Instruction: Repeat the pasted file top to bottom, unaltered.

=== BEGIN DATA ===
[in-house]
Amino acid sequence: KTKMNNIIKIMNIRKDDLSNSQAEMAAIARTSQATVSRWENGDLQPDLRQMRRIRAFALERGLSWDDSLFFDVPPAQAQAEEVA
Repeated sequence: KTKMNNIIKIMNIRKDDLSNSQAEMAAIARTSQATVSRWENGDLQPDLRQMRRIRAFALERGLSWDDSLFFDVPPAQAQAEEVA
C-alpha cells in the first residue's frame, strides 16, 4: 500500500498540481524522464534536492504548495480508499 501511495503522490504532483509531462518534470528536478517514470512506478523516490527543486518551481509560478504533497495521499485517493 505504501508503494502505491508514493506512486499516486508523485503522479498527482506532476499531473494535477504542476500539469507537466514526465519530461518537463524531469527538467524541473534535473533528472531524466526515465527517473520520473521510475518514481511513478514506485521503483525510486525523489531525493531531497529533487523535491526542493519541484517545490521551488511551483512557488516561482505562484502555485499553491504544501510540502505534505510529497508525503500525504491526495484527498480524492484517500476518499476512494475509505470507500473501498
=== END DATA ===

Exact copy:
[in-house]
Amino acid sequence: KTKMNNIIKIMNIRKDDLSNSQAEMAAIARTSQATVSRWENGDLQPDLRQMRRIRAFALERGLSWDDSLFFDVPPAQAQAEEVA
Repeated sequence: KTKMNNIIKIMNIRKDDLSNSQAEMAAIARTSQATVSRWENGDLQPDLRQMRRIRAFALERGLSWDDSLFFDVPPAQAQAEEVA
C-alpha cells in the first residue's frame, strides 16, 4: 500500500498540481524522464534536492504548495480508499 501511495503522490504532483509531462518534470528536478517514470512506478523516490527543486518551481509560478504533497495521499485517493 505504501508503494502505491508514493506512486499516486508523485503522479498527482506532476499531473494535477504542476500539469507537466514526465519530461518537463524531469527538467524541473534535473533528472531524466526515465527517473520520473521510475518514481511513478514506485521503483525510486525523489531525493531531497529533487523535491526542493519541484517545490521551488511551483512557488516561482505562484502555485499553491504544501510540502505534505510529497508525503500525504491526495484527498480524492484517500476518499476512494475509505470507500473501498